Joshua Landy is the Andrew B. Hammond Professor in French Language, Literature and Civilization at Stanford University. He is also a Professor of Comparative Literature and co-director of the Literature and Philosophy Initiative at Stanford.
Landy is the author of Philosophy as Fiction: Self, Deception, and Knowledge in Proust (Oxford University Press, 2004) and of How To Do Things with Fictions (Oxford University Press, June 2012). He is the co-editor of two volumes, Thematics: New Approaches (SUNY, 1995, with Claude Bremond and Thomas Pavel) and The Re-Enchantment of the World: Secular Magic in a Rational Age (Stanford, 2009, with Michael Saler). Philosophy as Fiction deals with issues of self-knowledge, self-deception, and self-fashioning in Marcel Proust's A la recherche du temps perdu, while raising the question of what literary form contributes to an engagement with such questions; How to Do Things with Fictions discusses a series of texts (by Plato, Beckett, Mallarmé, and Mark) that function as training-grounds for the mental capacities.
Landy received Stanford's Walter J. Gores Award for Teaching Excellence in 1999 and Dean's Award for Distinguished Teaching in 2001. In 2012 he was included in Princeton Review's "Best 300 Professors".
Landy received his BA (in French and German) from Churchill College, Cambridge in 1988; his M.A. from Cambridge University in 1991; and his Ph.D. (in Comparative Literature) from Princeton University in 1997,with a thesis "The cruel gift : lucid self-delusion in French literature and German philosophy, 1851-1914" 
- How to do Things With Fictions . Oxford University Press, 2012. ISBN 9780195188561 . According to WorldCat, the book is held in 322 libraries 
- The Re-Enchantment of the World: Secular Magic in a Rational Age, ed. Joshua Landy and Michael Saler. Stanford University Press, 2009. ISBN 9780804752992 According to WorldCat, the book is held in 274 libraries 
- Review by M. S. Vogeler, The Re-Enchantment of the World: Secular Magic in a Rational Age Choice, July 2009;
- Review by Martin Cohen, Martin Cohen, “Re-Enchanting the World,” The Philosopher;
- Review by Peter S. Cahn, “Joshua Landy and Michael Saler (eds.), The Re-Enchantment of the World: Secular Magic in a Rational Age,” Anthropological Quarterly 82 (4): 2009, 1087-9;
- Review by Katherine Elkins, “The Re-Enchantment of the World: Secular Magic in a Rational Age,” Modernism/Modernity 17:4 (2010); 963-4;
- Review by Sergei Zenkine, “The Re-Enchantment of the World,” Novoe literaturnoe obozrenie 102 (2010): 390-392;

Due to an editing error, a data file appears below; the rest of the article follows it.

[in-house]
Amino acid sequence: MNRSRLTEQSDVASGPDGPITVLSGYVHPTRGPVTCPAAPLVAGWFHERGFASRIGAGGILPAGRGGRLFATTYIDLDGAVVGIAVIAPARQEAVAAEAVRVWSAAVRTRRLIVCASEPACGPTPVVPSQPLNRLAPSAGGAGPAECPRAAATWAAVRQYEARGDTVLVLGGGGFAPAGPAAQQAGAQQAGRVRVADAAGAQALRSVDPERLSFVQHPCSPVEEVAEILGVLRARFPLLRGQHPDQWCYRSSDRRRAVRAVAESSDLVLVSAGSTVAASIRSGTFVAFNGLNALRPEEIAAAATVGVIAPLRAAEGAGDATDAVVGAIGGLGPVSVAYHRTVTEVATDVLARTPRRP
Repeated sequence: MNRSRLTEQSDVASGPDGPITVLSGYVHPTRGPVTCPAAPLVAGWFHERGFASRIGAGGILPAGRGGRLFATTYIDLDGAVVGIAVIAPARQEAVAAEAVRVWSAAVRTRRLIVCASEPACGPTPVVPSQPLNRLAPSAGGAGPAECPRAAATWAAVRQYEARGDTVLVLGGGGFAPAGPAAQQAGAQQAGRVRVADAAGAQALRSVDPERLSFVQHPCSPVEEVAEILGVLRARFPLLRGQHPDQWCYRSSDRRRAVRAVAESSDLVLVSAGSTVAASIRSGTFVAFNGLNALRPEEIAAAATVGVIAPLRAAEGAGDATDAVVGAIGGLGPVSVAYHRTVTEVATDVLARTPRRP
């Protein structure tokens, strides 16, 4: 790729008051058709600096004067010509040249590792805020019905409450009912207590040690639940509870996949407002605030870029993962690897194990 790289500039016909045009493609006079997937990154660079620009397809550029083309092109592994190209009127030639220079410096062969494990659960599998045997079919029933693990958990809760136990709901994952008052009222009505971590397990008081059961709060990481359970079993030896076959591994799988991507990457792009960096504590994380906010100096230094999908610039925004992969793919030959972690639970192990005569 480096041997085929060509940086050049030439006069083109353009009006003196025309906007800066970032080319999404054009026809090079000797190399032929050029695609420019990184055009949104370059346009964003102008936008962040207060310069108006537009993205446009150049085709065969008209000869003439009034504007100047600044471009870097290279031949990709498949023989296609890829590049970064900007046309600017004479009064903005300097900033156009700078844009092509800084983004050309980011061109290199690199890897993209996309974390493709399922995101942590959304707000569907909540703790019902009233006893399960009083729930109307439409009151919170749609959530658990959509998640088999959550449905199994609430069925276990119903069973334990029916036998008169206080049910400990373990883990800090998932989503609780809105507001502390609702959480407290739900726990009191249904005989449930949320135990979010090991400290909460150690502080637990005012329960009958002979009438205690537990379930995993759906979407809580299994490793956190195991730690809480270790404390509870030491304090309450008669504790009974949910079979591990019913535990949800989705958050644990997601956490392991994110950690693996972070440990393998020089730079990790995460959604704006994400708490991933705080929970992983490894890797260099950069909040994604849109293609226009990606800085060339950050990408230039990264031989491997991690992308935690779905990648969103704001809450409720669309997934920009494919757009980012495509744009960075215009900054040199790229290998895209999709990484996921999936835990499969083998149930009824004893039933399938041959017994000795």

- Review by Joanna Picciotto,
- Philosophy As Fiction: Self, Deception, and Knowledge in Proust. Oxford University Press, 2004. ISBN 9780195169393. According to WorldCat, the book is held in 485 libraries 
- Review by: Clive Scott, “Book Review: Philosophy as Fiction: Self, Deception, and Knowledge in Proust Journal of European Studies 37 (2007): 419-20;
- Review by Gary Kemp, “Proust on Art and the Value of Living,” European Journal of Philosophy 15:2 (2007): 270-82;
- Review by Anna Howitt, “Philosophy as Fiction: Self, Deception and Knowledge in Proust,”[permanent dead link] Consciousness, Literature and the Arts 7:2 (2006);
- Review by Gary Kemp, “Philosophy as Fiction: Self, Deception and Knowledge in Proust,” Philosophy and Literature 29 (2005): 498-500;
- Review by Derek Schilling, “Philosophy as Fiction: Self, Deception and Knowledge in Proust,” French Forum 30:1 (2005), 128-30; Edward Hughes, “Building by Blocks,”[dead link] Times Literary Supplement, 21 October 2005, 30;
- Review by Johan Sahlin, “Livet är ett litterärt försök (Life is a Literary Experiment),” Svenska Dagbladet, 4 October 2005;
- Review by Mark Calkins, “Secondary Texts,”, May 25, 2005;
- Review by Tom D’Evelyn, “Digging into Proust, with a little help,” The Providence Journal, Sunday, January 16, 2005;
- Review: Choice review, 2005.
- Thematics: New Approaches ed. Claude Bremond, Joshua Landy, and Thomas G. Pavel. State University of New York Press, 1995.
- Review by J. E. Elliott, “Review of Thematics: New Approaches,” Comparative Literature Studies 35 (1998): 312-7;
- Review by David Herman, “Review of Thematics: New Approaches,” Style 31 (1997): 195-9;
- Review by Ignacio Navarrete, “Review of Thematics: New Approaches,” Comparative and General Literature 44 (1996): 168-70.
- When Philosophy Met Literature, Stanford Magazine, January/February, 2007.
- Professors preach 10 commandments of team teaching, Stanford Report, March 15, 2006
- WorldCat item record
- “The Re-Enchantment of the World: Secular Magic in a Rational Age,” Common Knowledge 17.1 (2011): 198.